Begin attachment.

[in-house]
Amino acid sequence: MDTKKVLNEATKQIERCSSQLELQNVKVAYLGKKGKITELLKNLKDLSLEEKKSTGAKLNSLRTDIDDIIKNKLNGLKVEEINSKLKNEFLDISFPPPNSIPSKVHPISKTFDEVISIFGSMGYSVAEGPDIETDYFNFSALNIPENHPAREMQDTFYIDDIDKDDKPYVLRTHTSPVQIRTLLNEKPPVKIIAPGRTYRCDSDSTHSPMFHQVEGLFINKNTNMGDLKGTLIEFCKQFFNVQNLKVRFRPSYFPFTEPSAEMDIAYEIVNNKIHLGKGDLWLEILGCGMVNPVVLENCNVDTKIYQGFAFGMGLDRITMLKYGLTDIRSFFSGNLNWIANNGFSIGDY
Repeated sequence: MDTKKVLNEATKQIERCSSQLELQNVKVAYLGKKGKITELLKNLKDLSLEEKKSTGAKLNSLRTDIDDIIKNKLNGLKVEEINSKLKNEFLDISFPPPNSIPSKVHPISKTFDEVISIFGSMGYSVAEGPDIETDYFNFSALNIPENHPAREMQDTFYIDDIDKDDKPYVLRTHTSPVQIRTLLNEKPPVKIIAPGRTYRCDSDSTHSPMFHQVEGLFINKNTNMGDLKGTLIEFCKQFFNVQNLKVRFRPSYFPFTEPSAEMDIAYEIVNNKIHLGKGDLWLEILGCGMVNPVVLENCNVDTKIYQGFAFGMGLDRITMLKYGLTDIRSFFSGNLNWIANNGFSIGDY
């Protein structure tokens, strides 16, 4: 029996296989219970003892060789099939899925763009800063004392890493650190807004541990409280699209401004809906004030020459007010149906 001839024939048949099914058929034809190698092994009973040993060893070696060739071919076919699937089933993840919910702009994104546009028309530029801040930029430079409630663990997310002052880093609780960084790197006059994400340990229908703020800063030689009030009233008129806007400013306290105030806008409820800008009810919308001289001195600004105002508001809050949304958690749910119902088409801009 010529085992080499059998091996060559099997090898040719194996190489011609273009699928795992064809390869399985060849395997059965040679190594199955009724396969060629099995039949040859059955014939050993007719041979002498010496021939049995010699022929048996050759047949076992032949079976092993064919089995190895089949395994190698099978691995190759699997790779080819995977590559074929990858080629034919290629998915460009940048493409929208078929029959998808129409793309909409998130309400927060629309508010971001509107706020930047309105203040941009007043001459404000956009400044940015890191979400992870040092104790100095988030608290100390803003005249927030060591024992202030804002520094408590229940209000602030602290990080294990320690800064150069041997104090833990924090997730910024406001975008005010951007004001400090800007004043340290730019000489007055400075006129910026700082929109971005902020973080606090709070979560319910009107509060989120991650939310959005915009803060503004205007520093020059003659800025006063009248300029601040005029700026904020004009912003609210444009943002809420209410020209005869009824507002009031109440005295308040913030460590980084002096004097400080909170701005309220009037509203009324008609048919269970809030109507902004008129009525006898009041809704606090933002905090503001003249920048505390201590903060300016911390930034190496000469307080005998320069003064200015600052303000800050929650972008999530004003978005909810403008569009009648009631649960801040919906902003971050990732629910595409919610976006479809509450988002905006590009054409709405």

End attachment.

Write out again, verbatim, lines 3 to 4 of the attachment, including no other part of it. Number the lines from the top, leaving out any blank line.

Repeated sequence: MDTKKVLNEATKQIERCSSQLELQNVKVAYLGKKGKITELLKNLKDLSLEEKKSTGAKLNSLRTDIDDIIKNKLNGLKVEEINSKLKNEFLDISFPPPNSIPSKVHPISKTFDEVISIFGSMGYSVAEGPDIETDYFNFSALNIPENHPAREMQDTFYIDDIDKDDKPYVLRTHTSPVQIRTLLNEKPPVKIIAPGRTYRCDSDSTHSPMFHQVEGLFINKNTNMGDLKGTLIEFCKQFFNVQNLKVRFRPSYFPFTEPSAEMDIAYEIVNNKIHLGKGDLWLEILGCGMVNPVVLENCNVDTKIYQGFAFGMGLDRITMLKYGLTDIRSFFSGNLNWIANNGFSIGDY
């Protein structure tokens, strides 16, 4: 029996296989219970003892060789099939899925763009800063004392890493650190807004541990409280699209401004809906004030020459007010149906 001839024939048949099914058929034809190698092994009973040993060893070696060739071919076919699937089933993840919910702009994104546009028309530029801040930029430079409630663990997310002052880093609780960084790197006059994400340990229908703020800063030689009030009233008129806007400013306290105030806008409820800008009810919308001289001195600004105002508001809050949304958690749910119902088409801009 010529085992080499059998091996060559099997090898040719194996190489011609273009699928795992064809390869399985060849395997059965040679190594199955009724396969060629099995039949040859059955014939050993007719041979002498010496021939049995010699022929048996050759047949076992032949079976092993064919089995190895089949395994190698099978691995190759699997790779080819995977590559074929990858080629034919290629998915460009940048493409929208078929029959998808129409793309909409998130309400927060629309508010971001509107706020930047309105203040941009007043001459404000956009400044940015890191979400992870040092104790100095988030608290100390803003005249927030060591024992202030804002520094408590229940209000602030602290990080294990320690800064150069041997104090833990924090997730910024406001975008005010951007004001400090800007004043340290730019000489007055400075006129910026700082929109971005902020973080606090709070979560319910009107509060989120991650939310959005915009803060503004205007520093020059003659800025006063009248300029601040005029700026904020004009912003609210444009943002809420209410020209005869009824507002009031109440005295308040913030460590980084002096004097400080909170701005309220009037509203009324008609048919269970809030109507902004008129009525006898009041809704606090933002905090503001003249920048505390201590903060300016911390930034190496000469307080005998320069003064200015600052303000800050929650972008999530004003978005909810403008569009009648009631649960801040919906902003971050990732629910595409919610976006479809509450988002905006590009054409709405």